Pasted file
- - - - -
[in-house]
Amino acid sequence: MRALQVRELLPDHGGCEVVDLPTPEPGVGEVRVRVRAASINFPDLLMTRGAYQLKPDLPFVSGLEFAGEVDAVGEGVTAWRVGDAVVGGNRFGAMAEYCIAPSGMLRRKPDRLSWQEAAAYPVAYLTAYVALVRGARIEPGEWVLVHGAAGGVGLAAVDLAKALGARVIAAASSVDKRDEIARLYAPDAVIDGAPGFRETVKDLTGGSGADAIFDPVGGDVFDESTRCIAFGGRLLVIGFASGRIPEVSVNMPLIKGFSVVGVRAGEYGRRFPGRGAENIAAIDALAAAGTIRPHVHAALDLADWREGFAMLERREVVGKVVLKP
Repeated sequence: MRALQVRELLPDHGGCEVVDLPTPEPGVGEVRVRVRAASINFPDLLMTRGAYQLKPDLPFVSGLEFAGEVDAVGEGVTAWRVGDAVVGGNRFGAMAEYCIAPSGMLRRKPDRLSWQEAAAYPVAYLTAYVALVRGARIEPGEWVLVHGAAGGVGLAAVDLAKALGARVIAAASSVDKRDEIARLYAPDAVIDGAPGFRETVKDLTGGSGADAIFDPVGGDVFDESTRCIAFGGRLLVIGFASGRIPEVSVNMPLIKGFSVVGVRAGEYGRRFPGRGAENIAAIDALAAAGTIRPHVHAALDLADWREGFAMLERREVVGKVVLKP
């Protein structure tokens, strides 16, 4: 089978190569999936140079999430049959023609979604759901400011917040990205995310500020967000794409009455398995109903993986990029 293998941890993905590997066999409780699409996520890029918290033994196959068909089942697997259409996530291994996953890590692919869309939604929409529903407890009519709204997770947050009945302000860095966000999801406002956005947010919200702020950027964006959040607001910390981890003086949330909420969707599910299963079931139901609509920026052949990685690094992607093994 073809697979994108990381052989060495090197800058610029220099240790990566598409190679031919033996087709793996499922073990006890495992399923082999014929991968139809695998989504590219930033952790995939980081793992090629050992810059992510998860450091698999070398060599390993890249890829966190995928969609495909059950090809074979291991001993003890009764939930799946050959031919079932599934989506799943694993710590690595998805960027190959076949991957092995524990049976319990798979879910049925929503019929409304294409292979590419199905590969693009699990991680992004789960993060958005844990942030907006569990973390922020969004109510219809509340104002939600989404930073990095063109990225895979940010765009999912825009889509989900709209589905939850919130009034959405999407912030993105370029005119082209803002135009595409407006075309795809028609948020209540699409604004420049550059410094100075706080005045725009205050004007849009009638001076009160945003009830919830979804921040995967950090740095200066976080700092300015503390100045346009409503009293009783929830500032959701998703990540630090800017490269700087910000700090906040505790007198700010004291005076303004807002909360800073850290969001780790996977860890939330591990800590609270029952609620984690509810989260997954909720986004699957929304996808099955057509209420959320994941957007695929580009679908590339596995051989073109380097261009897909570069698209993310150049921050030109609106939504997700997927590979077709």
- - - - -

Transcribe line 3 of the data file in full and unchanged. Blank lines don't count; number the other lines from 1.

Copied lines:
Repeated sequence: MRALQVRELLPDHGGCEVVDLPTPEPGVGEVRVRVRAASINFPDLLMTRGAYQLKPDLPFVSGLEFAGEVDAVGEGVTAWRVGDAVVGGNRFGAMAEYCIAPSGMLRRKPDRLSWQEAAAYPVAYLTAYVALVRGARIEPGEWVLVHGAAGGVGLAAVDLAKALGARVIAAASSVDKRDEIARLYAPDAVIDGAPGFRETVKDLTGGSGADAIFDPVGGDVFDESTRCIAFGGRLLVIGFASGRIPEVSVNMPLIKGFSVVGVRAGEYGRRFPGRGAENIAAIDALAAAGTIRPHVHAALDLADWREGFAMLERREVVGKVVLKP